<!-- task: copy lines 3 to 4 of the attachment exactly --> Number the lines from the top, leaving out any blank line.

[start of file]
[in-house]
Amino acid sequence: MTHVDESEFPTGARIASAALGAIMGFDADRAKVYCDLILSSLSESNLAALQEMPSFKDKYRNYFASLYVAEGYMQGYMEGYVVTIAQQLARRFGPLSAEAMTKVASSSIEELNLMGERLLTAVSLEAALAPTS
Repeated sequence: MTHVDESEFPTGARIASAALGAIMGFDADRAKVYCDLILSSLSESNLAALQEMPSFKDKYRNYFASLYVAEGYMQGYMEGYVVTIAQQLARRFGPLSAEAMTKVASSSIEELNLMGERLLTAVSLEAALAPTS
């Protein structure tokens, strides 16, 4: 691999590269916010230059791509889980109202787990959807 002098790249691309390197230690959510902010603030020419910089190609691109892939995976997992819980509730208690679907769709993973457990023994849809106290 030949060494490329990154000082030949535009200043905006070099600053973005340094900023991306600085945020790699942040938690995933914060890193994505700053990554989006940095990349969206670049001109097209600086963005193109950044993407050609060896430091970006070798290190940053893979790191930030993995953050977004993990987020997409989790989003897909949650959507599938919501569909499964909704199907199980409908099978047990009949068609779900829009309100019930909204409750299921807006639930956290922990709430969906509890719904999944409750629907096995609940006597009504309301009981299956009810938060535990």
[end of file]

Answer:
Repeated sequence: MTHVDESEFPTGARIASAALGAIMGFDADRAKVYCDLILSSLSESNLAALQEMPSFKDKYRNYFASLYVAEGYMQGYMEGYVVTIAQQLARRFGPLSAEAMTKVASSSIEELNLMGERLLTAVSLEAALAPTS
């Protein structure tokens, strides 16, 4: 691999590269916010230059791509889980109202787990959807 002098790249691309390197230690959510902010603030020419910089190609691109892939995976997992819980509730208690679907769709993973457990023994849809106290 030949060494490329990154000082030949535009200043905006070099600053973005340094900023991306600085945020790699942040938690995933914060890193994505700053990554989006940095990349969206670049001109097209600086963005193109950044993407050609060896430091970006070798290190940053893979790191930030993995953050977004993990987020997409989790989003897909949650959507599938919501569909499964909704199907199980409908099978047990009949068609779900829009309100019930909204409750299921807006639930956290922990709430969906509890719904999944409750629907096995609940006597009504309301009981299956009810938060535990």